In a hybrid car, electricity and fuel combustion are two different processes that are combined in a complimentary way to reduce the emissions profile of a car.  With a hybrid cooling system, both dry and evaporative cooling can be implemented in a complimentary manner to offer a solution to reduce the water intake and its consumption for the power plant’s cooling system.

On it’s own, a coal-fired power plant is designed to continuously recycle and cool water and steam internally.  When we add a large-scale carbon capture facility, the combined systems generate a volume of heat and water that the existing cooling system of the power plant is incapable of rejecting on its own. 

At the International CCS Knowledge Centre, we are committed to eliminating barriers, either real or perceived, that inhibit large-scale, CCS development. Since the availability of cooling is generally one of the first design concerns for siting a thermal power facility, and quite often ends up being the limiting factor for further expansion at a given site, we anticipate that the availability of cooling capacity can often impede the addition of CCS to a facility.

This cooling challenge formed the basis of a study we conducted, (see full study abstract here) which sought to design an additional cooling system for a CCS retrofit of SaskPower’s Shand Power Station (Shand). Shand is a 305 MW, single unit, coal-fired power plant producing approximately 1,100 kg of CO2/MWh.  Shand’s capacity makes it an ideal candidate for a large-scale, CCS retrofit.

Shand draws water from three main sources: the Rafferty Dam, a secondary treated sewage water stream from the nearby city of Estevan (after passage through a Constructed Wetland) and a yard drainage system that collects melted snow, rain and runoff.  These water supplies are used in the plants cooling tower to reject 425.7 megawatts thermal (MWth) of heat.  There is limited water in the area, and a draw on additional water (for increased heat rejection capacity) is not anticipated to be possible and is likely a consideration for many power plants around the world.

So how does CCS change the heat rejection profile of a power plant? The addition of an integrated capture plant actually reduces the amount of heat rejected by the power plant, because some of the steam is being drawn to the CCS facility for its use.  Figure 1 illustrates a drop in the heat to be rejected from the power plant from 425.7MWth to 306.5MWth. Since there is less heat from the power plant, the carbon capture facility can reject some of its excess heat to the cooling tower, but the cooling tower doesn’t have the capacity to manage the entire volume coming from both systems.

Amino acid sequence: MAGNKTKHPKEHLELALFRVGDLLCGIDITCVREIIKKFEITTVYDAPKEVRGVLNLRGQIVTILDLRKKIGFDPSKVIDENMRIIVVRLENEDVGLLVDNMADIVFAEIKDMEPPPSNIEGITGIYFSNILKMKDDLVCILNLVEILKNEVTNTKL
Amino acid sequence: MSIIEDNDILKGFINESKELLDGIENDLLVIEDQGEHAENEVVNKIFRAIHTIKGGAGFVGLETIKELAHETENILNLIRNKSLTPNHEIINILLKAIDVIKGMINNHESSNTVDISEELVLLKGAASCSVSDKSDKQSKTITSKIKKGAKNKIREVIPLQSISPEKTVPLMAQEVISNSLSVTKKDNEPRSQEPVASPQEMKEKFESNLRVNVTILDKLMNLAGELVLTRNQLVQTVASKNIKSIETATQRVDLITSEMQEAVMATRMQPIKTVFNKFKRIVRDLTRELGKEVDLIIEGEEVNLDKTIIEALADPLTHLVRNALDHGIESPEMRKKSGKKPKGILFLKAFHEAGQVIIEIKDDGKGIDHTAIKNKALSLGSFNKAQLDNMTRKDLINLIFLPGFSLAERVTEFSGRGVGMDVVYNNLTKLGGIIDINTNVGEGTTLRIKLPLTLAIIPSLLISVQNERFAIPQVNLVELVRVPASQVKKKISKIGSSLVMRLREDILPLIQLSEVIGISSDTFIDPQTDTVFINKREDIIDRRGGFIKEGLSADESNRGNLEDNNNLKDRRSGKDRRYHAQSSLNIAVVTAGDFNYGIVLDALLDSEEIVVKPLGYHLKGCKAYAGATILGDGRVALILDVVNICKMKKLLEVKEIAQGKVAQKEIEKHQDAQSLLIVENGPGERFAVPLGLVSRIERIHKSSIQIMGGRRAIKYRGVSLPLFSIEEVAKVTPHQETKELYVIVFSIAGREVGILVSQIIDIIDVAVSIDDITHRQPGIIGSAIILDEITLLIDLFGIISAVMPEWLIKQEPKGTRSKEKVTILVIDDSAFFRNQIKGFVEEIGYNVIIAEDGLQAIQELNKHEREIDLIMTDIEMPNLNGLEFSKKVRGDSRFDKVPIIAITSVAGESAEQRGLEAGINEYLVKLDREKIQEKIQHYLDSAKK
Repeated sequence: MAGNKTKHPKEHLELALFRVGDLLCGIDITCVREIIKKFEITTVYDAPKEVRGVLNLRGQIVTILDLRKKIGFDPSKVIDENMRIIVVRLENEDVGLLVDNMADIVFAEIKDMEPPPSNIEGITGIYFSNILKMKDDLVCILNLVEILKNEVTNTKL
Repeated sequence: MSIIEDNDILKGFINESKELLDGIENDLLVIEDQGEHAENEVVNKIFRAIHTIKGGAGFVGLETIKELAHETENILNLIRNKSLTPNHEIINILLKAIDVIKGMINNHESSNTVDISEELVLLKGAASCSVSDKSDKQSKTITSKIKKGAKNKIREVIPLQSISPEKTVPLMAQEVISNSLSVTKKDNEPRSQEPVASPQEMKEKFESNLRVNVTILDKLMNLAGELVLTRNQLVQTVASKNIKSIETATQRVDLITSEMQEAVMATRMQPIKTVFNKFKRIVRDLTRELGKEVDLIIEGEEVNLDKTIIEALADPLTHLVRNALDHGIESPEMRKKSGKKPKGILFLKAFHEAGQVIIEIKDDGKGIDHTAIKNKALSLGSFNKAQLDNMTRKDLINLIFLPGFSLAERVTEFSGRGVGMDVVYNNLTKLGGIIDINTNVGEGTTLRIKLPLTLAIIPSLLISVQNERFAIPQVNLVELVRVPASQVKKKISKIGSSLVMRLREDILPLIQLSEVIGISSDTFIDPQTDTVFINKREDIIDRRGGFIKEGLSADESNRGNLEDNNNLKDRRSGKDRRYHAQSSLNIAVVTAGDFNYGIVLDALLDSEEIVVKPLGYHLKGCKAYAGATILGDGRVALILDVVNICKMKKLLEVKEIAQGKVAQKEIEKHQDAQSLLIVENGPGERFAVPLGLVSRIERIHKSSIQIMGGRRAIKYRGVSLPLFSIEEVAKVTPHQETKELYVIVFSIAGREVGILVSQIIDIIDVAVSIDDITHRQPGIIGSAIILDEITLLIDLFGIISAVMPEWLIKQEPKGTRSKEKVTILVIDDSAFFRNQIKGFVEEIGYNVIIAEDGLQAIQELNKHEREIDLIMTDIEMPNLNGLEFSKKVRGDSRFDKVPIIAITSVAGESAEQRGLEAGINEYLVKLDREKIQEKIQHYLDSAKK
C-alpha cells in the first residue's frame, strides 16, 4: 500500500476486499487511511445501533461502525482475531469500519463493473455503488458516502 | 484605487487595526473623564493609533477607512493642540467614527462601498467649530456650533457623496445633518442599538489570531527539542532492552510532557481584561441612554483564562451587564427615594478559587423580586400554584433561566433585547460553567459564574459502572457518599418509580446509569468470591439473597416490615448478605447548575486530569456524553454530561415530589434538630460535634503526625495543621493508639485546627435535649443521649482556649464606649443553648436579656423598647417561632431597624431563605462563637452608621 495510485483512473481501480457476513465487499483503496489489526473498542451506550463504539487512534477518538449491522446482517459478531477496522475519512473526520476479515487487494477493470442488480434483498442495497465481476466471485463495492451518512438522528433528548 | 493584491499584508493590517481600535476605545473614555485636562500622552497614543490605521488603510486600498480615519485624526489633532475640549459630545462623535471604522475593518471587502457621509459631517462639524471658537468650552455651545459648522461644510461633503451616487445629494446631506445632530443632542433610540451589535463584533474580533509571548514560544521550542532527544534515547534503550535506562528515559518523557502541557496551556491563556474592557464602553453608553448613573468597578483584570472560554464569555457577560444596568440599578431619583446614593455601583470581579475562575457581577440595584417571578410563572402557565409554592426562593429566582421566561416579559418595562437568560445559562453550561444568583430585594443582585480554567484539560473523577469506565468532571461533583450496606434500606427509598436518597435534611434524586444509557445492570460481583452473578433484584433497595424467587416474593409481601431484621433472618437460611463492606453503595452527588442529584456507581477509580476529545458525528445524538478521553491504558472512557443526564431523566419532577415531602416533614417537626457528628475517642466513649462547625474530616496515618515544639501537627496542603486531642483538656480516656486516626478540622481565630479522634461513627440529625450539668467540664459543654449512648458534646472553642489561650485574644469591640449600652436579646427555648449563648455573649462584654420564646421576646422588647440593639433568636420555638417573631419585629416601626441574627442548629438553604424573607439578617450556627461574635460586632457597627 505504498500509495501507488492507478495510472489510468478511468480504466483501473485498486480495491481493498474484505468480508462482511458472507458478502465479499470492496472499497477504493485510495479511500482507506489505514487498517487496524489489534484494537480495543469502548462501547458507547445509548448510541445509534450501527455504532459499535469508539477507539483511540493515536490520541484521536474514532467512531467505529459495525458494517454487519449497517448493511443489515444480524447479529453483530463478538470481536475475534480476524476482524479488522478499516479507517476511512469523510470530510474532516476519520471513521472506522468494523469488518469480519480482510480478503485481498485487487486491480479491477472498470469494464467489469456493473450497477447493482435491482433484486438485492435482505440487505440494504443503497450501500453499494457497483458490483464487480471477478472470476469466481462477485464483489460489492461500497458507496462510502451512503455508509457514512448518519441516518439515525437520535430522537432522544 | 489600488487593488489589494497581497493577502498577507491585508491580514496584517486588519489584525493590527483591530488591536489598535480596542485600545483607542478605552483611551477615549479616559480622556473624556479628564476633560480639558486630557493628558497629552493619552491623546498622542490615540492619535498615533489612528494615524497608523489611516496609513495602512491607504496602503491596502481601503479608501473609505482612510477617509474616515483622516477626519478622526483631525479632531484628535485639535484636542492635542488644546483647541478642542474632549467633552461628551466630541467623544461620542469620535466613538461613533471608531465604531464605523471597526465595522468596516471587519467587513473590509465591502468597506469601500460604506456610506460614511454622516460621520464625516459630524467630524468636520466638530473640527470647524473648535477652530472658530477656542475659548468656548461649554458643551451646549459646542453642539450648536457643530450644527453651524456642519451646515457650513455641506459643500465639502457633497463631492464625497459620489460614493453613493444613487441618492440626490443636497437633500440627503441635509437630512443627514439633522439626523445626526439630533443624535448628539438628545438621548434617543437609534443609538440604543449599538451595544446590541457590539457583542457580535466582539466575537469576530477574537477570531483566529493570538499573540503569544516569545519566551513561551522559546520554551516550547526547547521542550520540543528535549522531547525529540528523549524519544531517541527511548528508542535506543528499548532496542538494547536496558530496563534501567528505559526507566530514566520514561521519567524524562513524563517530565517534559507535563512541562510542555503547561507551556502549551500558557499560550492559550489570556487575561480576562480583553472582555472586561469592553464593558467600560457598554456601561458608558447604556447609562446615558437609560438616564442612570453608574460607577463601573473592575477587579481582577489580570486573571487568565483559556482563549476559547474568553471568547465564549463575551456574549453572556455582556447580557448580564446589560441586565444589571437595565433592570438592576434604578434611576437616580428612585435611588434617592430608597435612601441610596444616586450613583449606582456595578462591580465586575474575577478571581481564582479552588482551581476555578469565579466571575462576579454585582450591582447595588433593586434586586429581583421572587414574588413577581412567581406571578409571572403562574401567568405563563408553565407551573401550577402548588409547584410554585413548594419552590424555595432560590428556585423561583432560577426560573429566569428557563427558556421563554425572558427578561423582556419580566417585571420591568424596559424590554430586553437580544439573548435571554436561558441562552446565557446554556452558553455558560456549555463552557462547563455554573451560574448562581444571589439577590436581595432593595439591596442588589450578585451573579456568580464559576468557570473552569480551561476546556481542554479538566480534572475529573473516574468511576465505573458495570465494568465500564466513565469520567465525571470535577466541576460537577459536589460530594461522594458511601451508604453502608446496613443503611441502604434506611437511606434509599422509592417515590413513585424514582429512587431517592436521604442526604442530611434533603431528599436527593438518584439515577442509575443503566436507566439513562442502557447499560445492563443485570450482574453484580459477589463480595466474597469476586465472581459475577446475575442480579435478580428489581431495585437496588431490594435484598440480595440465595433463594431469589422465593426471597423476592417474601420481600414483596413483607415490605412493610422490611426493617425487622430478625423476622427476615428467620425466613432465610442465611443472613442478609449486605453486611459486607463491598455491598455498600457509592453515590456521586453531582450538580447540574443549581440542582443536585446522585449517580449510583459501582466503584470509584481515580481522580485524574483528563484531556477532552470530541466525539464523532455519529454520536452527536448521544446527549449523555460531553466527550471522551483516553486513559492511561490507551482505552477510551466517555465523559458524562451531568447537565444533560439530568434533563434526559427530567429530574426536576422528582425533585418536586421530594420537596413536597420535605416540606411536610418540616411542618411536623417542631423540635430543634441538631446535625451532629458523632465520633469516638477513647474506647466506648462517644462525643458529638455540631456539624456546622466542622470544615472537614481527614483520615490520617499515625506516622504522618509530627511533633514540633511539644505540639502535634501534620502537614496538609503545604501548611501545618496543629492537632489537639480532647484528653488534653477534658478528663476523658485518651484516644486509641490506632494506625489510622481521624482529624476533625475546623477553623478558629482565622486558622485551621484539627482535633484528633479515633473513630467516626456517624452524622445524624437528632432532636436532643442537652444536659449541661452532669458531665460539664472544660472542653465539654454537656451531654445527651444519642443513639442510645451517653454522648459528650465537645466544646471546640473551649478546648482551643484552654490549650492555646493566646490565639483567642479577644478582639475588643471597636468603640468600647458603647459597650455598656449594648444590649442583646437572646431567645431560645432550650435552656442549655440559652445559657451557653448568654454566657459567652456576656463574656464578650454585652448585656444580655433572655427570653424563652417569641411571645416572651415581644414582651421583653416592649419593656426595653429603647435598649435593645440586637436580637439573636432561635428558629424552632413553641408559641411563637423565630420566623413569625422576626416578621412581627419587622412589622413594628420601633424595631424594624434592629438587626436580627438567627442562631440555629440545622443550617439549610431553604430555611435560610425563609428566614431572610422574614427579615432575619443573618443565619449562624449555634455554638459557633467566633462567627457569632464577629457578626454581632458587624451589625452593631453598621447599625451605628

The illustration in figure 1 below, indicates that after the capture plant rejects 97.8 MWth to the power plants cooling tower 242.5 MWth is still left.This quantity of heat is approximately a 50% overall increase in the amount of heat that the existing power plant must reject.  

Figure 1: Illustrates the source and amount of heat that must be rejected from the power plant
with and without a CO2 capture facility.

During capture operations, flue gas must be cooled prior to the CO2 capture reaction. This cooling condenses water out of the flue gas at a rate of approximately 97.5 tonnes/hr. In order to maintain zero liquid discharge (ZLD) of the plant, this water can be used for cooling but it isn’t nearly enough as this stream of condensed water can only reject 40% of the excess heat, leaving 60% that still needs rejecting.   This problem inspired the design of a hybrid cooling system consisting of dry air coolers and wet surface air coolers (WSAC) connected in series as a solution. 

The new hybrid system’s design is based on 18deg C dry bulb and 13.7deg C wet bulb temperatures, which is the 85th percentile of the historical temperature from 1991 to 2005 in the Estevan area (Environment Canada Data).   Though more CO2 can be captured at low ambient temperatures, de-rates of the CCS facility are viewed as still being acceptable at high ambient temperatures. Setting the design case at the 85th percentile decreases design margins, avoids oversizing the system and saves costs. Overall, the heat load on the dry air cooler and WSAC is 66% and 34% MWth, respectively. The power consumption at the design condition is 3.91 megawatts electric (MWe) for dry air cooler and 1.01 MWe for WSAC. 

A major challenge in western Canada is that ambient temperatures can range from +40deg C to -40deg C. To compensate for this range, we designed the system so that both the dry air cooler and WSAC have variable frequency drives which allows them to adjust the relative amount of overall cooling to match ambient conditions.  This allows the heat rejection to be shifted between wet and dry cooling, so that the system can adjust the amount of cooling that is evaporative in order to maintain the water balance on the site.  

We were curious about the effect that the varying temperatures, over a calendar year, might have on fan power consumption. It turns out that the consumption is only 40% of the design case, which is a bonus because this low energy cooling results in more power being able to be sold from the plant.

The effect of +40deg C to -40deg C on a Hybrid Cooling System

Figure 2: The effect that the outside temperature throughout the year has on the amount
of fan power required for the hybrid cooling system is illustrated. 

Our new hybrid design cooling system study provides a solution to the cooling challenge for new CCS facilities, and demonstrates how to maintain a zero liquid discharge facility. The International CCS Knowledge Centre will continue to champion solutions to advance the development of large-scale CCS facilities to reduce greenhouse gas emissions for our planet.  

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For more blogs on advancements to 2nd generation CCS, see: